13. Have a few anecdotes ready behavioral questions like “tell me about a time when…”

Anticipating behavioral questions isn’t enough. You need to have anecdotes ready to share when you’re faced with questions of this nature. A helpful technique is the STAR method:

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  • S stands for situation. What is the background or nature of the problem you encountered?
  • T stands for task. What was required of you to mitigate the problem?
  • A stands for action. What did you do in that situation?
  • R stands for result. What was the outcome of your action?

With this technique, instead of mentioning how adaptable you are in various situations, you’re providing more depth with your answers with some factual experience.

14. Check in with your references

You may or may not have been asked to provide a list of references prior to your interview. However, it pays to notify your references that you have been selected to move forward in your hiring process.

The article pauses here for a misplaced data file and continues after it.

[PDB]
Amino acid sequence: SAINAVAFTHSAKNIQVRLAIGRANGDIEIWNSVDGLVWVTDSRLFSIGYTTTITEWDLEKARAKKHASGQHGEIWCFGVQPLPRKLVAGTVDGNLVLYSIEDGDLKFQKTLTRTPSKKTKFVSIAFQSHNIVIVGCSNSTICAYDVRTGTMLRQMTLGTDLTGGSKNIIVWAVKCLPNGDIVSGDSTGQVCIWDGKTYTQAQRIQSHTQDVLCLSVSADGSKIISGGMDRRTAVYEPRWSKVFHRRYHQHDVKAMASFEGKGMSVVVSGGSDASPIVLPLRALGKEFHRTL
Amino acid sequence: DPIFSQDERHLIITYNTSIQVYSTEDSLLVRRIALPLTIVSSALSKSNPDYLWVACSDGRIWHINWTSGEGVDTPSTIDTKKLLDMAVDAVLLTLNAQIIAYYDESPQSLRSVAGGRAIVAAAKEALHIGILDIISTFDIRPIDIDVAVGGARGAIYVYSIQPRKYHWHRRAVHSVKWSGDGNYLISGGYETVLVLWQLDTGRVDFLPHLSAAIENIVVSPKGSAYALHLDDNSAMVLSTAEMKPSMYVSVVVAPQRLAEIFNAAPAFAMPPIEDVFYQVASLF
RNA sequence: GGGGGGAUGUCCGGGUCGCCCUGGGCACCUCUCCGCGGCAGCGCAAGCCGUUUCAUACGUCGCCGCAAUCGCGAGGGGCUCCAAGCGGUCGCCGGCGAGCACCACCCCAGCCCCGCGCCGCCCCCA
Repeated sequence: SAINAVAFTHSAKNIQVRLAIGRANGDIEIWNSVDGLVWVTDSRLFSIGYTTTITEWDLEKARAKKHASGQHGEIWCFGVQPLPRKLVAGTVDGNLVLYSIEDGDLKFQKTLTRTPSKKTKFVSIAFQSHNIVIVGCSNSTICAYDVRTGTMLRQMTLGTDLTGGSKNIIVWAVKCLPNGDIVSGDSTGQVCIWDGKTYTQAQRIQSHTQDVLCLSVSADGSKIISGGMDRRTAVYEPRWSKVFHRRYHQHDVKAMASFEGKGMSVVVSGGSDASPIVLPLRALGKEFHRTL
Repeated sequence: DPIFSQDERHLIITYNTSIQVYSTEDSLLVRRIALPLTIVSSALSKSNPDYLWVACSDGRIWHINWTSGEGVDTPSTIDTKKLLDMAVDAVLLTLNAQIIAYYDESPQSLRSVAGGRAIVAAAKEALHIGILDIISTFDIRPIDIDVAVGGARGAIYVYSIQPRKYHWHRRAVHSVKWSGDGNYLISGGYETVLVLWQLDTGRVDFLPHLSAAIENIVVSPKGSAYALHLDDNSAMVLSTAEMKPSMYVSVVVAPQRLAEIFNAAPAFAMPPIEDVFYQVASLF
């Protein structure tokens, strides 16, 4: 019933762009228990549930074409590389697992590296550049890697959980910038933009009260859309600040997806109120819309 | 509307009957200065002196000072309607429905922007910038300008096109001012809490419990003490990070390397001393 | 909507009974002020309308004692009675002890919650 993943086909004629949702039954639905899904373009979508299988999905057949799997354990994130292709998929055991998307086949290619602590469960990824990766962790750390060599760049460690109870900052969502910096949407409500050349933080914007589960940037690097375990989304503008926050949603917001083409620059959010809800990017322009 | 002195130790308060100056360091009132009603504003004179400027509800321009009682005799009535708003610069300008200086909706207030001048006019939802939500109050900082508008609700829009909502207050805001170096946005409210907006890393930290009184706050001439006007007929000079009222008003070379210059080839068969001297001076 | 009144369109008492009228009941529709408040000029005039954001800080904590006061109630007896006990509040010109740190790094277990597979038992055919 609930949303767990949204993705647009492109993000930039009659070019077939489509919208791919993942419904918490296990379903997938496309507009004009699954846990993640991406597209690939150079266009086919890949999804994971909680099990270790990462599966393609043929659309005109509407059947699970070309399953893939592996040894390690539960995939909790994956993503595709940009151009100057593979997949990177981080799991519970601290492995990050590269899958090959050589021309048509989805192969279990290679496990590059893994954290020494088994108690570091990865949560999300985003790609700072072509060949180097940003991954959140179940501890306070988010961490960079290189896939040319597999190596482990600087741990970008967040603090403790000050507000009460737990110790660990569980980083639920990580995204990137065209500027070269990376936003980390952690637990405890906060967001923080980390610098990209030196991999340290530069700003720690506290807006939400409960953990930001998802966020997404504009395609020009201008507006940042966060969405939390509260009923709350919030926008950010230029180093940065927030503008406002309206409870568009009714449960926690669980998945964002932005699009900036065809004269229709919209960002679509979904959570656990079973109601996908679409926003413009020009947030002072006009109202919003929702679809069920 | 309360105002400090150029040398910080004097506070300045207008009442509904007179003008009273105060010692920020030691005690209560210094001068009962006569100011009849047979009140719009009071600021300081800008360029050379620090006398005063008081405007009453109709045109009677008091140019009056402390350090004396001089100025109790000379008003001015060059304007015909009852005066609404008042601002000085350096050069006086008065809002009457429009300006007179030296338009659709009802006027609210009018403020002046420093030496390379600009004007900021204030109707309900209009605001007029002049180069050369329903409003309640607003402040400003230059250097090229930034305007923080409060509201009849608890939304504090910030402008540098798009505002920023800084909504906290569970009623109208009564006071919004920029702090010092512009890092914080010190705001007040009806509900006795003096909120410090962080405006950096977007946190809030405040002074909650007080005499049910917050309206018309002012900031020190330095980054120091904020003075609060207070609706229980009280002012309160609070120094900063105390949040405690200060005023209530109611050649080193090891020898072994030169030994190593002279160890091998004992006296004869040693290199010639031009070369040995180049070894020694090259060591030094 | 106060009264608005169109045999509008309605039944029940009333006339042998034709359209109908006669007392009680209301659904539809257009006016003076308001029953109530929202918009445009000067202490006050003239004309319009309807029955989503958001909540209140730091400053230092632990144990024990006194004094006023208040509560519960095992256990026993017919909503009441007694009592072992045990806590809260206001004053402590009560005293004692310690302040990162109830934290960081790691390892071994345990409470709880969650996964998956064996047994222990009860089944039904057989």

This prompts your references to complete any forms sitting idly in their email inbox or alerts them to look forward to receiving an email from the company soon.

15. Print more copies of your resume

Ever been to an interview only to discover you had to meet several other hiring managers who have zero copies of your resume? This is your chance to prepare for uncertainties.

You might find yourself in company of other decision makers and there’s no better way to communicate your readiness than you give them a document to start their assessment with.

16. Prepare a portfolio of your past projects

It is perfectly okay to bring folders of your previous projects to the interview as long as they help your cause.

Examples of things you can bring to your interview include art designs, content samples, photography pieces, and other samples you can reasonably fit into a portable folder.

17. Hire a career coach

It’s okay to say you can’t do this by yourself. It doesn’t make you look weak. Rather, it takes a great deal of self-awareness to identify your weaknesses so that you can improve your interview performance.

18. Make a list of accomplishments you’re proud of